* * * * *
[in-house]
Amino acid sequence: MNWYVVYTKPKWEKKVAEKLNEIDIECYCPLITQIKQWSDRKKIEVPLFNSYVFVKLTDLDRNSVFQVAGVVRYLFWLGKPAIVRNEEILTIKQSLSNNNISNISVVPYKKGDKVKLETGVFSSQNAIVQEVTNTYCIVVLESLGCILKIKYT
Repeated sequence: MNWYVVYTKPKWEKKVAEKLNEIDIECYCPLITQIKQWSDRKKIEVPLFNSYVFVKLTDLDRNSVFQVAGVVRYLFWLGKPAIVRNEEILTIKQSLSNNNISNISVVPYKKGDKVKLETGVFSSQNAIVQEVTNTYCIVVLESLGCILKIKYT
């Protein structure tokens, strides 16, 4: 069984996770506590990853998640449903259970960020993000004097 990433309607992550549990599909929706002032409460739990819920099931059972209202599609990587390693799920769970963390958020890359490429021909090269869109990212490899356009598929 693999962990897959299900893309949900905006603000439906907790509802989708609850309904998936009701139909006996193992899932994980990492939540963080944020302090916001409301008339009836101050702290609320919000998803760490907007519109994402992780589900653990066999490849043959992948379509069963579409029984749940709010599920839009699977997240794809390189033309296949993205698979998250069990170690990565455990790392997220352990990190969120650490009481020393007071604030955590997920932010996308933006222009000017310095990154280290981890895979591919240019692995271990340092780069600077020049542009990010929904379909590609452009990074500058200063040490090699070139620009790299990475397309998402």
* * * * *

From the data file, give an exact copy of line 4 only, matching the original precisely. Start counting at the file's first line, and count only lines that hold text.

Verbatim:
């Protein structure tokens, strides 16, 4: 069984996770506590990853998640449903259970960020993000004097 990433309607992550549990599909929706002032409460739990819920099931059972209202599609990587390693799920769970963390958020890359490429021909090269869109990212490899356009598929 693999962990897959299900893309949900905006603000439906907790509802989708609850309904998936009701139909006996193992899932994980990492939540963080944020302090916001409301008339009836101050702290609320919000998803760490907007519109994402992780589900653990066999490849043959992948379509069963579409029984749940709010599920839009699977997240794809390189033309296949993205698979998250069990170690990565455990790392997220352990990190969120650490009481020393007071604030955590997920932010996308933006222009000017310095990154280290981890895979591919240019692995271990340092780069600077020049542009990010929904379909590609452009990074500058200063040490090699070139620009790299990475397309998402």